10 Ways to get the best from fruit and vegetables:
- Don’t buy fruit and vegetable dishes that come with sauces. They often contain a lot of fat, salt and sugar.
- Dried, frozen and tinned products can be just as good as fresh, but watch out for added salt, sugar or fats.
- Vary the types of fruit and vegetables you eat. Each has different health benefits and it will keep your meals interesting.
- Don’t add sugar to fruit or salt to vegetables when you cook or serve them.
- Vegetables keep more of their vitamins and minerals if you lightly steam or bake them, instead of boiling or frying them.
- If you boil vegetables, use as little water as possible to help keep the vitamins and minerals in them.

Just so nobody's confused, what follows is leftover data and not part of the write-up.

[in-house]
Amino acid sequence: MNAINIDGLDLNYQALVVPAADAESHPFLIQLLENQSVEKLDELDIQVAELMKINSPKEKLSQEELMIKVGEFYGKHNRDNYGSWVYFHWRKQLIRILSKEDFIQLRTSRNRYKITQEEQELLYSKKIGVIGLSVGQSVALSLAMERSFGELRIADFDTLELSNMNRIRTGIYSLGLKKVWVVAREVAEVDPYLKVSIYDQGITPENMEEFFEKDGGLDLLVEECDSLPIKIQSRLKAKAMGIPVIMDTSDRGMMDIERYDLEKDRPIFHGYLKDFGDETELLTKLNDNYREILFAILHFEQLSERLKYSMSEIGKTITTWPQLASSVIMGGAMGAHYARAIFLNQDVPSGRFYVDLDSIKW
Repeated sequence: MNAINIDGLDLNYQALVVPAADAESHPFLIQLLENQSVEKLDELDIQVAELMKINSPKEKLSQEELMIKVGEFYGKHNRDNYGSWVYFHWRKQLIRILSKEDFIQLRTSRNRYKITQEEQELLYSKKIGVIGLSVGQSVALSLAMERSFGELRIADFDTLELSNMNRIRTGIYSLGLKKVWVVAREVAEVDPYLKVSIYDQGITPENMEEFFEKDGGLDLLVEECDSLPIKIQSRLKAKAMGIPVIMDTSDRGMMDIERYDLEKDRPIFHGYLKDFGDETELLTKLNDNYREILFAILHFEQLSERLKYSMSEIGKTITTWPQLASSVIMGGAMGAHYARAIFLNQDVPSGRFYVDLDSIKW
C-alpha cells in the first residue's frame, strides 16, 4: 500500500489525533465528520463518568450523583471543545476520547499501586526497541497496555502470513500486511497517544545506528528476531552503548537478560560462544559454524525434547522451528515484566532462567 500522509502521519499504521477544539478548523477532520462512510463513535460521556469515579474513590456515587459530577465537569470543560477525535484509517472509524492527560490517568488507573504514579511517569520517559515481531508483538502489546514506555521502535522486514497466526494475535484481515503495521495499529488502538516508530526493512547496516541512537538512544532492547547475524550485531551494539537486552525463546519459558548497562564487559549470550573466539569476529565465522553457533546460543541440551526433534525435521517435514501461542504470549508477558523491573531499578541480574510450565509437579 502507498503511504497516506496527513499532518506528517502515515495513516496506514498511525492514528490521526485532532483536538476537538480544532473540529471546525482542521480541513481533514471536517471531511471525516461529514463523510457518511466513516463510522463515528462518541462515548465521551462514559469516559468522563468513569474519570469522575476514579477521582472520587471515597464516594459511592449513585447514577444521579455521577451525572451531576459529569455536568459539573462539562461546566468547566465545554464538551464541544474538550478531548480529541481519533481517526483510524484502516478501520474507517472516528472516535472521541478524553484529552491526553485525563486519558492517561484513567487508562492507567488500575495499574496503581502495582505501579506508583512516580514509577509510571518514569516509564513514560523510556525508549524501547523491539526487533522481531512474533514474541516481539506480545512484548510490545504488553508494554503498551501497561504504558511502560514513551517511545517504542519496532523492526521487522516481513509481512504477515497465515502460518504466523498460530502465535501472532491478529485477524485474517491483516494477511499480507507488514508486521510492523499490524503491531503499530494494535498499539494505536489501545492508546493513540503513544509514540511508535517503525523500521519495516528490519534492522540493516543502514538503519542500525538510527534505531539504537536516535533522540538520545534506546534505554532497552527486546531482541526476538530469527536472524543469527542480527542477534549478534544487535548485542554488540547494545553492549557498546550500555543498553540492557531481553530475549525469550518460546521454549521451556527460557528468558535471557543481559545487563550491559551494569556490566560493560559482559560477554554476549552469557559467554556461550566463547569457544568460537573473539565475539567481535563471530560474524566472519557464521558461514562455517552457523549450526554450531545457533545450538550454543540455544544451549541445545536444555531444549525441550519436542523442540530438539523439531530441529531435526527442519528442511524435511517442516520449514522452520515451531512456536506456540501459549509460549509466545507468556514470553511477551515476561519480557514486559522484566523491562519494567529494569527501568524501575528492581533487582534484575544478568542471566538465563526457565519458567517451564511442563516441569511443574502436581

- Experiment with other ways of cooking vegetables, such as roasting or grilling them, for new tastes and flavours.
- Stir-fries are great for getting lots of vegetables into one meal. So are freshly-made soups.
- Make fruit smoothies with lots of fresh fruit and low-fat milk or yoghurt.
- Replace sweet snacks, such as chocolate or biscuits, with fruit or raw vegetables.
If you drink too much alcohol, this will raise your blood pressure over time. Alcohol also contains a lot of calories which can cause you to gain weight. This will also increase your blood pressure. If you keep to the recommended limits for alcohol, this will help to keep your blood pressure down. The current recommended limits are 21 units of alcohol a week for men, and 14 units a week for women.
How many units are in what you drink?
Single measure of spirits (25ml) 1 unit
Pint of normal-strength beer 2 units
Medium glass of wine (175ml) 2 units
Large glass of wine (250ml) 3 units
Pint of strong beer 4 units
A low-fat diet can help you keep to a healthy weight, which in turn will help keep your blood pressure down.